The photography of Paul Rebmann is being shown in two public venues.
The Halifax Historical Museum is featuring the exhibit "Our Natural World Around Us" and one of the entrance displays at the Ormond Beach Library will be filled with Wild Florida Photos during The month of August.
One of the themes of both exhibits features photographs of plants named after some of Florida's botanical explorers, such as Curtiss' milkweed named for Allen Hiram Curtiss (1845-1907).
Other explorers with images of their namesake plants include Mark Catesby (1683-1749), André Michaux (1746-1802), William Bartram (1739-1823), and Ferdinand Rugel (1806-1879).
Another theme is "Only in Florida" featuring state endemic species like the Forida Scrub Jay.
A couple of the other species found only in Florida include the peninsula cooter, Florida Indian Plantain and Celestial Lily.
Both exhibits are filled out with other images of Florida scenes, flora and fauna
"Our Natural World Around Us" opened on July 14th and will be on display at the Halifax Historical Museum, 252 S. Beach St, in downtown Daytona Beach through November 14.
An online version of the exhibit can be found at the Wild Florida Photo Halifax Historical Museum exhibit section.
During this exhibit run, I will be featuring one or two images from the exhibit at a time in limited time sales of 11 inch by 14 inch stretched gallery wrap canvas prints for only $50.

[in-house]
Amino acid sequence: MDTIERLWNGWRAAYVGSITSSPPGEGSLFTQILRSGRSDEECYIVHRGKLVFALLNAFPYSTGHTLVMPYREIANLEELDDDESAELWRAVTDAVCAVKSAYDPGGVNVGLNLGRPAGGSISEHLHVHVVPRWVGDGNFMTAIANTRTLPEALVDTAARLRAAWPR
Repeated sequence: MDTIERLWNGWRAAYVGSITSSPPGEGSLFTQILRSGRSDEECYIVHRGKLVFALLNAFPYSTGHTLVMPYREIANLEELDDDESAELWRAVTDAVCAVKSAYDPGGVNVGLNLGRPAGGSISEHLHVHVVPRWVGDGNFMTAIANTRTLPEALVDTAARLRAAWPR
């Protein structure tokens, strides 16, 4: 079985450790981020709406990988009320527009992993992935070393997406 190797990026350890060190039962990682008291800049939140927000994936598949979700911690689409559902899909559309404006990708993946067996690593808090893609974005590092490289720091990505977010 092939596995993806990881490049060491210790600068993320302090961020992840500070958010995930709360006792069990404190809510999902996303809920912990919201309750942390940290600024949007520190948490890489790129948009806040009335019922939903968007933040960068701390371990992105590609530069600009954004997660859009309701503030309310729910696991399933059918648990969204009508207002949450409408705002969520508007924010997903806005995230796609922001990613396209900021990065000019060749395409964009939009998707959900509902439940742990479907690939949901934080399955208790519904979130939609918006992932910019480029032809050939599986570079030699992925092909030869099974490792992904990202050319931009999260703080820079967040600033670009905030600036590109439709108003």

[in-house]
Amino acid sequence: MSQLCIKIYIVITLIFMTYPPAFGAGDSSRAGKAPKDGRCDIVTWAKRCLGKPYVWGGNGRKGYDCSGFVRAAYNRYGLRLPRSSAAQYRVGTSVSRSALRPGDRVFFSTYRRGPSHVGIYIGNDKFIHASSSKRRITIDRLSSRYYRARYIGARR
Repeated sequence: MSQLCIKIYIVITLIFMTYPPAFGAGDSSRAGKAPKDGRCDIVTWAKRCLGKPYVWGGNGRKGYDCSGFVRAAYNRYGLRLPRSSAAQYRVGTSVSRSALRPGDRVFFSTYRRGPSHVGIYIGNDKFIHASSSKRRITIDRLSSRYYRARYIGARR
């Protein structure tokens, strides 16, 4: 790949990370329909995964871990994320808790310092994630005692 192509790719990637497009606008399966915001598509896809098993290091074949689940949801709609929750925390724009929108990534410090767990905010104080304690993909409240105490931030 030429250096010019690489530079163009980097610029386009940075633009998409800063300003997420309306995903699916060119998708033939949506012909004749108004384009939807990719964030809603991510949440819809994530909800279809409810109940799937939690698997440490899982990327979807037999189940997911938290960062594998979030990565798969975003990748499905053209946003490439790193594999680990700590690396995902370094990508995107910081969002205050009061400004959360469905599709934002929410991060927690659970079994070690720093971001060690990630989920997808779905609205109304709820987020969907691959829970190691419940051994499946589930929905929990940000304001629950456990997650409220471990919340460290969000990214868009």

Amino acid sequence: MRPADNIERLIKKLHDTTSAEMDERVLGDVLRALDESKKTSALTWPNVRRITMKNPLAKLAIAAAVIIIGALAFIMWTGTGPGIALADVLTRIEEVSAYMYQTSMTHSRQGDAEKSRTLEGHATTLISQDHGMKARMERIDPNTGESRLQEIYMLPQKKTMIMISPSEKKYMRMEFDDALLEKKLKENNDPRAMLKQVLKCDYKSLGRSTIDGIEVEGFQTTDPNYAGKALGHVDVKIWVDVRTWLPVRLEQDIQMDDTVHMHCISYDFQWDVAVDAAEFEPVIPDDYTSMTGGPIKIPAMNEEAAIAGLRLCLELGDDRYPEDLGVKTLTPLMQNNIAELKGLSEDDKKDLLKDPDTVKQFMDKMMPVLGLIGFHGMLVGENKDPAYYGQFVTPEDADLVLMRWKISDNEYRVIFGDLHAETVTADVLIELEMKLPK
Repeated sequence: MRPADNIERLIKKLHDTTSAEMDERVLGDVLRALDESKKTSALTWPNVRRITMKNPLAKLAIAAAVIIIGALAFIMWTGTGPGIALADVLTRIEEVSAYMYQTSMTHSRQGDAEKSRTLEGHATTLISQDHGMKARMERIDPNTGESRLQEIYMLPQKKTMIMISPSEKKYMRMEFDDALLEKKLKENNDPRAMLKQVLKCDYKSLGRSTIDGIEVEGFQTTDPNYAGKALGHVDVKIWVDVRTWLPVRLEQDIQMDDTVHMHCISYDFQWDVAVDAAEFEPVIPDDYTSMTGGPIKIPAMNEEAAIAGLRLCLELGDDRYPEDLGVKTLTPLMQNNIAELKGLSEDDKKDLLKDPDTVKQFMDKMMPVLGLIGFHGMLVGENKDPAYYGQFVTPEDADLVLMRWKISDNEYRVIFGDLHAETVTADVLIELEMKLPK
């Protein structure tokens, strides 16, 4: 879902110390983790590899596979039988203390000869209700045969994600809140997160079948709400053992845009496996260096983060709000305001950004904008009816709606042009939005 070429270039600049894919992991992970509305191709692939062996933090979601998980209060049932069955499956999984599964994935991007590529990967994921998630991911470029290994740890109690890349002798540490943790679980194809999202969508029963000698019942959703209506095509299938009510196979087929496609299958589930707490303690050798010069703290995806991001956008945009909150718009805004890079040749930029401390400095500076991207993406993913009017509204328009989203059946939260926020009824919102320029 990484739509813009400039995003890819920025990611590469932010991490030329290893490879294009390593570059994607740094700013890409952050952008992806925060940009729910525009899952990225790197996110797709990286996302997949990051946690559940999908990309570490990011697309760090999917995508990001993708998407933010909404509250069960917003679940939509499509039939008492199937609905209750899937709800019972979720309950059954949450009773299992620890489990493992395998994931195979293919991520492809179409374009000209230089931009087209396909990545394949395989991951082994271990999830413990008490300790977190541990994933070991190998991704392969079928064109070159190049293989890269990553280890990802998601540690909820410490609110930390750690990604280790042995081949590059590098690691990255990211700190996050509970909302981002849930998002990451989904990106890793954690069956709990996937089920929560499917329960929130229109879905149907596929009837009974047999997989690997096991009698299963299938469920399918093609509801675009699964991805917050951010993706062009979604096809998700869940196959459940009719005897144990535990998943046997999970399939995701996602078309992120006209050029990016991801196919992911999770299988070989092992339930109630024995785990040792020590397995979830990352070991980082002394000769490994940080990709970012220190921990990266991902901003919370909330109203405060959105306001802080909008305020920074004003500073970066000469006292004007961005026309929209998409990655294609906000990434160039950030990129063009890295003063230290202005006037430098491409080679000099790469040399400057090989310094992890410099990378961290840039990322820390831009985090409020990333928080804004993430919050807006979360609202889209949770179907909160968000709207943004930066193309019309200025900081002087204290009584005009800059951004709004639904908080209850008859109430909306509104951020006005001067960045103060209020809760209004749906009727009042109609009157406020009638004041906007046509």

To see which image is on sale, visit the Wild Florida Photo home page or the "Our Natural World Around Us" page, and/or follow on twitter @WildFlPhoto.
An online version of the Ormond Beach Library display is also available. The photographs will be on display at the Ormond Beach Library at 30 S. Beach St, Ormond Beach, FL.
There are many interesting spiders that can be seen in Florida. I will show you a few of them and their webs.
One of the largest and very common spider is the golden-silk spider. This member of the orb-weavers family is also often called banana spider. My photograph of a golden-silk spider hanging below her web won honorable mention in the Advanced category of Orange Audubon Society's 2015 Chertok Nature Photography contest.
The spiny orb-weaver is a much smaller but very distinctive spider. Also known as the crab spider or spinybacked orbweaver spider, this is also a fairly common spider, especially in Florida citrus groves. The range of Gasteracantha cancriformis extends across the southern United States, through Central and much of South America. This species may have different markings in other parts of it's range than that shown here, which is how they look in Florida.